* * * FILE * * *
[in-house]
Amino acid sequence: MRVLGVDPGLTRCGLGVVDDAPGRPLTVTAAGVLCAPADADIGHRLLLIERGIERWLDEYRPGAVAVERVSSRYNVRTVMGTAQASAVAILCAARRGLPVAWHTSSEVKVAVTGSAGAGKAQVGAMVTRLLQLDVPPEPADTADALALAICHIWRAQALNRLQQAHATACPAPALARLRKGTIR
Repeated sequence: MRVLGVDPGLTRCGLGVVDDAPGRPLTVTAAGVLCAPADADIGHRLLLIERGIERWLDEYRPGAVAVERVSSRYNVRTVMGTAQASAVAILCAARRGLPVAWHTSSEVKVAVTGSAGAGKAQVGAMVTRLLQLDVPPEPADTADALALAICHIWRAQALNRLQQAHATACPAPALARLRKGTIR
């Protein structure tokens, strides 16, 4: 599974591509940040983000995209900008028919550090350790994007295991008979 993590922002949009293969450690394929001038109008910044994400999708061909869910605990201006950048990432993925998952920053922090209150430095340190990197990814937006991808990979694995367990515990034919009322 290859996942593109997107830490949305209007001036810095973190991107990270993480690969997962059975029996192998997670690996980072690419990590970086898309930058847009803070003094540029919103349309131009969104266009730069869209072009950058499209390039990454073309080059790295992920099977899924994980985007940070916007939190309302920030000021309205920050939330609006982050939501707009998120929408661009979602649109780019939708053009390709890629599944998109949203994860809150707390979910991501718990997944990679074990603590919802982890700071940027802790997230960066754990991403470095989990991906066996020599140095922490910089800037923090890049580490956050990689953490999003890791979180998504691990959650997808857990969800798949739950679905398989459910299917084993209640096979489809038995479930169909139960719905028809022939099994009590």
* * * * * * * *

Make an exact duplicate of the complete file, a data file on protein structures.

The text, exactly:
[in-house]
Amino acid sequence: MRVLGVDPGLTRCGLGVVDDAPGRPLTVTAAGVLCAPADADIGHRLLLIERGIERWLDEYRPGAVAVERVSSRYNVRTVMGTAQASAVAILCAARRGLPVAWHTSSEVKVAVTGSAGAGKAQVGAMVTRLLQLDVPPEPADTADALALAICHIWRAQALNRLQQAHATACPAPALARLRKGTIR
Repeated sequence: MRVLGVDPGLTRCGLGVVDDAPGRPLTVTAAGVLCAPADADIGHRLLLIERGIERWLDEYRPGAVAVERVSSRYNVRTVMGTAQASAVAILCAARRGLPVAWHTSSEVKVAVTGSAGAGKAQVGAMVTRLLQLDVPPEPADTADALALAICHIWRAQALNRLQQAHATACPAPALARLRKGTIR
């Protein structure tokens, strides 16, 4: 599974591509940040983000995209900008028919550090350790994007295991008979 993590922002949009293969450690394929001038109008910044994400999708061909869910605990201006950048990432993925998952920053922090209150430095340190990197990814937006991808990979694995367990515990034919009322 290859996942593109997107830490949305209007001036810095973190991107990270993480690969997962059975029996192998997670690996980072690419990590970086898309930058847009803070003094540029919103349309131009969104266009730069869209072009950058499209390039990454073309080059790295992920099977899924994980985007940070916007939190309302920030000021309205920050939330609006982050939501707009998120929408661009979602649109780019939708053009390709890629599944998109949203994860809150707390979910991501718990997944990679074990603590919802982890700071940027802790997230960066754990991403470095989990991906066996020599140095922490910089800037923090890049580490956050990689953490999003890791979180998504691990959650997808857990969800798949739950679905398989459910299917084993209640096979489809038995479930169909139960719905028809022939099994009590």